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CES 2015: Mushkin launches Striker SSD, teases 4TB consumer PCIe, new M.2 and SandForce SSDs

Subject: Storage, Shows and Expos | January 8, 2015 - 01:00 AM |
Tagged: Striker, ssd, Mushkin, ces 2015, CES

At CES 2015, Mushkin launches their Striker 2.5" SSD product line:


The Striker is based on the Phison S10 controller, which should perform comparably to the Neutron XT that we reviewed back in November. We should point out that in the above photo, the Striker is sitting next to the Reactor, which is currently selling for $0.36/GB on Newegg.


This is a prototype of looks is to be a monster of a budget PCIe SSD. Using a Marvell SATA RAID chip to link four Silicon Motion controlled SSDs together in RAID-0, this beast is to (hopefully) be available in 960GB all the way up to 4TB capacities, and Mushkin is targeting $0.50/GB or lower when it launches later this year.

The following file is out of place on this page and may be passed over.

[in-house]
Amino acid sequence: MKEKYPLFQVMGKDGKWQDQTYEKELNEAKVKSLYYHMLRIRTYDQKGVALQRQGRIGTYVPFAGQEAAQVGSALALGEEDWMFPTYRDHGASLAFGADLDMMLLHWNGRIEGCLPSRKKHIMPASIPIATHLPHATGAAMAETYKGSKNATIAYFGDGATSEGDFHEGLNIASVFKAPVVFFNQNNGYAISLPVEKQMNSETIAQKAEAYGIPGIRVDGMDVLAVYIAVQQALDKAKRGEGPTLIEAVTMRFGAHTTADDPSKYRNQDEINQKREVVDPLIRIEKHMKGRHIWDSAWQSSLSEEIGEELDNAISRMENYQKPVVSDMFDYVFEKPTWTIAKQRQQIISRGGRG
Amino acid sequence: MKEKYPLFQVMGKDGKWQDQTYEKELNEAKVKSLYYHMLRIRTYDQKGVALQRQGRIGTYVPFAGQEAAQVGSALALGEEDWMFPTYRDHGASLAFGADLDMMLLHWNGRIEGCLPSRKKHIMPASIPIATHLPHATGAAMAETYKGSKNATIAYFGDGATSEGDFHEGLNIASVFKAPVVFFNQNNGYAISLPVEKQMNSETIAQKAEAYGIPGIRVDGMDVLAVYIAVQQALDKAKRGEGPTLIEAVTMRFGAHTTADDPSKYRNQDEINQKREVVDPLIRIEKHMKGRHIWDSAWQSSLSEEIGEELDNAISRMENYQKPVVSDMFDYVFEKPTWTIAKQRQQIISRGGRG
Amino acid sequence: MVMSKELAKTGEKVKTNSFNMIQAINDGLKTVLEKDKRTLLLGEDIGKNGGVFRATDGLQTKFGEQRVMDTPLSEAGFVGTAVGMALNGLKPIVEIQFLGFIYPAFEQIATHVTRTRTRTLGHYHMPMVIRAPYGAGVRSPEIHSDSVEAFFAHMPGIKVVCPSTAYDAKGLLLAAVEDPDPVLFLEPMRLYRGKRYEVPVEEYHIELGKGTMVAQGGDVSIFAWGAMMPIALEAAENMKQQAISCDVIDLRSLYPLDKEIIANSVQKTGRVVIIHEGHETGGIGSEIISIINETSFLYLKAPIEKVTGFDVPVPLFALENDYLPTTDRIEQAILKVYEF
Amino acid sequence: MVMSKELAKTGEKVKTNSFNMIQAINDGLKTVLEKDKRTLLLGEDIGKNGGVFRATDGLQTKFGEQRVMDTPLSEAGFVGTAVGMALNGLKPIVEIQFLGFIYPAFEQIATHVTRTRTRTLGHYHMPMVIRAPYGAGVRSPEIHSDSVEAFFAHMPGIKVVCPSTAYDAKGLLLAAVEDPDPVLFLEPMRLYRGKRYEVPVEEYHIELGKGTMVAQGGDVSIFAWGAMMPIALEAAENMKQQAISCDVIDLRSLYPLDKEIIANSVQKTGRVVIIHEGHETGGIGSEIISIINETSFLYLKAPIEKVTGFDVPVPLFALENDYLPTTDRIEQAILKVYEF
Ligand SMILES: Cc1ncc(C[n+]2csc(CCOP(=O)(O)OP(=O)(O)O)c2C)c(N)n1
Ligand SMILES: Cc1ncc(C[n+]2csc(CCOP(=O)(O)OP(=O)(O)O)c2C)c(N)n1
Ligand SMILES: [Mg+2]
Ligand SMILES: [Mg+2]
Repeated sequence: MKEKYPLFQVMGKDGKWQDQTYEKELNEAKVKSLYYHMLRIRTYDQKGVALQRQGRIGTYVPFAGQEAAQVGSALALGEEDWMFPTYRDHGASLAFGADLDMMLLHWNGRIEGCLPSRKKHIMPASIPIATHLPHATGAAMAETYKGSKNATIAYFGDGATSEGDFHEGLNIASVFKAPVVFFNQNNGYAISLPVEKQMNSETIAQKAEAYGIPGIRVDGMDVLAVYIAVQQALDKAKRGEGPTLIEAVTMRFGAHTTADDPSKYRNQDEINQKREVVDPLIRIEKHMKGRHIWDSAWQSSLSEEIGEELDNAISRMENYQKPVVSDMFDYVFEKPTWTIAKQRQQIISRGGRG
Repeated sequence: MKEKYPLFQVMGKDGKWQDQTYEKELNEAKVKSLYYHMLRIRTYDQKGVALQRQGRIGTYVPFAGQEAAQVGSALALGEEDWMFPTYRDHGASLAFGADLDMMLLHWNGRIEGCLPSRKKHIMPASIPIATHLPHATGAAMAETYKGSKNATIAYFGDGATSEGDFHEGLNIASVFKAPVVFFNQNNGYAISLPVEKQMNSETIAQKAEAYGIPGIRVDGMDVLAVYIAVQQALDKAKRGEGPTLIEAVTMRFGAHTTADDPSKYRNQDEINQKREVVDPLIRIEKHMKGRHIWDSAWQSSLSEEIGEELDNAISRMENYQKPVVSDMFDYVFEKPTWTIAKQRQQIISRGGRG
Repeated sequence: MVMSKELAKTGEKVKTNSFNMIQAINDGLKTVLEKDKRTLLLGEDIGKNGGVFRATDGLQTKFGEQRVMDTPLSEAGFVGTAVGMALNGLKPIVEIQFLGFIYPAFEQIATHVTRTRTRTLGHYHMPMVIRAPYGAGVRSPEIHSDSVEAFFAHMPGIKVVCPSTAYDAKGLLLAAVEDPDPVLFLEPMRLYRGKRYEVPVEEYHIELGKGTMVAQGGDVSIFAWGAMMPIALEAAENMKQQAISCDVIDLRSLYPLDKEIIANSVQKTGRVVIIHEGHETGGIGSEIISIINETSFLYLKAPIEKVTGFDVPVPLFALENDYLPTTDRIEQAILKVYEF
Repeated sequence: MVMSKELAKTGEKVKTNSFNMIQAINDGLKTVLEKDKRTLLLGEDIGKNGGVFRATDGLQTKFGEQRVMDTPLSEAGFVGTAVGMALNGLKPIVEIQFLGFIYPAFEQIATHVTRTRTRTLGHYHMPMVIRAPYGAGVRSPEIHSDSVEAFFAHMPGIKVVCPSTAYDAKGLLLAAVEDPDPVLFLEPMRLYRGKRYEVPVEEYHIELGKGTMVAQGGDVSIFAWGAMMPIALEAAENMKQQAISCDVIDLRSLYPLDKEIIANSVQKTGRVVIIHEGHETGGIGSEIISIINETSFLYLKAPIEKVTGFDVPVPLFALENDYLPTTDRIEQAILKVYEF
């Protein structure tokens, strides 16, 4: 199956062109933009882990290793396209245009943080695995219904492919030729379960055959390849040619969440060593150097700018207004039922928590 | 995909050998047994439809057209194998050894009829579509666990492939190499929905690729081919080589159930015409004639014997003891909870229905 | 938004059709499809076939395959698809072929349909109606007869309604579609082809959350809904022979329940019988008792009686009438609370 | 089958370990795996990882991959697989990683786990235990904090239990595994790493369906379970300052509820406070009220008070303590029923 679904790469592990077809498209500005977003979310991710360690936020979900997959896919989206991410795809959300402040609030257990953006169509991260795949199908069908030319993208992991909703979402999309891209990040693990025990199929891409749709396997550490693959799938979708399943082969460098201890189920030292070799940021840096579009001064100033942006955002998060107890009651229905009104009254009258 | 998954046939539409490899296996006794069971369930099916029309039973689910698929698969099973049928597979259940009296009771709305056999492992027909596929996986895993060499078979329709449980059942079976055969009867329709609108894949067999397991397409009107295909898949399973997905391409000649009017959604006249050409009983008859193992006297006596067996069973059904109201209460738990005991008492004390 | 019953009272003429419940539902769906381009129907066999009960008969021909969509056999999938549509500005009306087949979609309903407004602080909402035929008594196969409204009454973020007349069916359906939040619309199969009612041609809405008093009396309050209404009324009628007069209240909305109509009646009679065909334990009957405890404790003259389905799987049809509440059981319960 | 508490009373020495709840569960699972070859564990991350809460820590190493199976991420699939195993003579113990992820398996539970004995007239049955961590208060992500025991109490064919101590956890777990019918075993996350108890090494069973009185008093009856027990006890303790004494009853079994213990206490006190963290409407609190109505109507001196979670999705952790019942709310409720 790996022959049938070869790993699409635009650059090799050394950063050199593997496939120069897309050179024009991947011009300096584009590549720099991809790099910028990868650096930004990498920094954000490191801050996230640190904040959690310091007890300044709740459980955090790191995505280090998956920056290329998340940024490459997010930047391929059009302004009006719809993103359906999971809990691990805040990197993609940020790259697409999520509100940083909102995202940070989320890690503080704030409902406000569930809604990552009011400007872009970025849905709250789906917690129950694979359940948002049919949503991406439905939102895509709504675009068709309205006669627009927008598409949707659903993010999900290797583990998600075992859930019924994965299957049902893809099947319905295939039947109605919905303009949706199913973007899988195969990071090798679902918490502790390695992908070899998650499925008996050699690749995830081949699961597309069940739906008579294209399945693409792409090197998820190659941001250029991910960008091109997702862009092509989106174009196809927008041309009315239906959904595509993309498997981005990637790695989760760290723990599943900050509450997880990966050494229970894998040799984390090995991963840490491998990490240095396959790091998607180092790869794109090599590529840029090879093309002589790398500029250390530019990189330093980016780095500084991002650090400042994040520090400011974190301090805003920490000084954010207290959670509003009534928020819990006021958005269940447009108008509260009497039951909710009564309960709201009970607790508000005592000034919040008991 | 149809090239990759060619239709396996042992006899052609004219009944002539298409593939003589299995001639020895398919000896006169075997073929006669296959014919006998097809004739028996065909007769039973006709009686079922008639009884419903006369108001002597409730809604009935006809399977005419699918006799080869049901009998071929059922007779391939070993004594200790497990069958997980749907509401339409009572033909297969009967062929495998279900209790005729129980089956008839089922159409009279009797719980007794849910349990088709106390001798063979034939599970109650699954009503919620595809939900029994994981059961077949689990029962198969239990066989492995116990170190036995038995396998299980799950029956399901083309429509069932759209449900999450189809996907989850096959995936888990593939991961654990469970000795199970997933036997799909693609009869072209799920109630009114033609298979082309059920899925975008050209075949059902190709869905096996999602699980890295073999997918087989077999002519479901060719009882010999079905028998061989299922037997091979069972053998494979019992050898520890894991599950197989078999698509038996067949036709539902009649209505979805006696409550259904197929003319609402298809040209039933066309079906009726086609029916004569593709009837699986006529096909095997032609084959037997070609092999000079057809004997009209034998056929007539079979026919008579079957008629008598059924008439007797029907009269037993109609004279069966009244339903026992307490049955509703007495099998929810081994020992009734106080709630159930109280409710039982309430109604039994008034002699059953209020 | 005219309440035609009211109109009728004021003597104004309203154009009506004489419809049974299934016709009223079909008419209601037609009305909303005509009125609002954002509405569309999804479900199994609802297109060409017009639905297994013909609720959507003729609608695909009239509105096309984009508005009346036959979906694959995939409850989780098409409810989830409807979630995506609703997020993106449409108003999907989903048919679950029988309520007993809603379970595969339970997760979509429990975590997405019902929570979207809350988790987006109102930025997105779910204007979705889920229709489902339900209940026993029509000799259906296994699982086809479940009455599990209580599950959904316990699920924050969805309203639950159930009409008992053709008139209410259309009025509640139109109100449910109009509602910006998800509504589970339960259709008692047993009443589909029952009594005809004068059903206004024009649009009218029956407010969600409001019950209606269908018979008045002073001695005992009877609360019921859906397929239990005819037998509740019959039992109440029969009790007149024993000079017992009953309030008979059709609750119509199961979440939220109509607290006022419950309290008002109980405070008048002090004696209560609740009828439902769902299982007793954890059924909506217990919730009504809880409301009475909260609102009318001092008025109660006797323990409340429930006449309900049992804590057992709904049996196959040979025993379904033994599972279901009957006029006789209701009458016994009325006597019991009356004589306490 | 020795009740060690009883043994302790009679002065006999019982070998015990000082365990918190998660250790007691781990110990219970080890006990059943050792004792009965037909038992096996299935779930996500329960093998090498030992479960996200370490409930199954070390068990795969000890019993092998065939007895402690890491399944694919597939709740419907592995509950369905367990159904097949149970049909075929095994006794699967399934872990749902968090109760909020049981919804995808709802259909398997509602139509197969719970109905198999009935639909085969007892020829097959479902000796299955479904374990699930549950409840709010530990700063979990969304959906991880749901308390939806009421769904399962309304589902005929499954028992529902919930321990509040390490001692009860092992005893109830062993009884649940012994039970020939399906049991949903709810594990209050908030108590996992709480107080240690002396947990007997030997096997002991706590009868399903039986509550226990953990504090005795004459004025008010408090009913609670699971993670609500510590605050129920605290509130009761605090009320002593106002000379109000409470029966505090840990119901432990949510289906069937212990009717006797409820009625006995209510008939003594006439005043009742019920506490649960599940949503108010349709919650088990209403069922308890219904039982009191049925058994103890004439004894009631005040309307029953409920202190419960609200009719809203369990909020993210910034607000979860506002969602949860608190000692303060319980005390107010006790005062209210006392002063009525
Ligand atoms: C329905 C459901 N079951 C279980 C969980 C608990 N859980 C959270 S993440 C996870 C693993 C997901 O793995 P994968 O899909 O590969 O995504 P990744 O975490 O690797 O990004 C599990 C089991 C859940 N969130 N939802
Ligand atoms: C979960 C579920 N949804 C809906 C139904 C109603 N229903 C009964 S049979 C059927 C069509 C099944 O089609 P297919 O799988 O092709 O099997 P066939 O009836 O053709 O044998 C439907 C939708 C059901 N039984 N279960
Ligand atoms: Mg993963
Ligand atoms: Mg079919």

Details are slim here, but Mushkin is smartly jumping on the M.2 bandwagon.


SandForce has had their new controller in the works for far too long (we saw silicon demos like this last CES in fact), but we are hoping to see actual product released this year. Note this delay is solely due to delays in SandForce's development process.

Full press blast for the Striker after the break.

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Source: Mushkin

CES 2015: Storage Visions Sightings Part 2: OWC, Intel, Micron, Samsung

Subject: Storage, Shows and Expos | January 8, 2015 - 12:40 AM |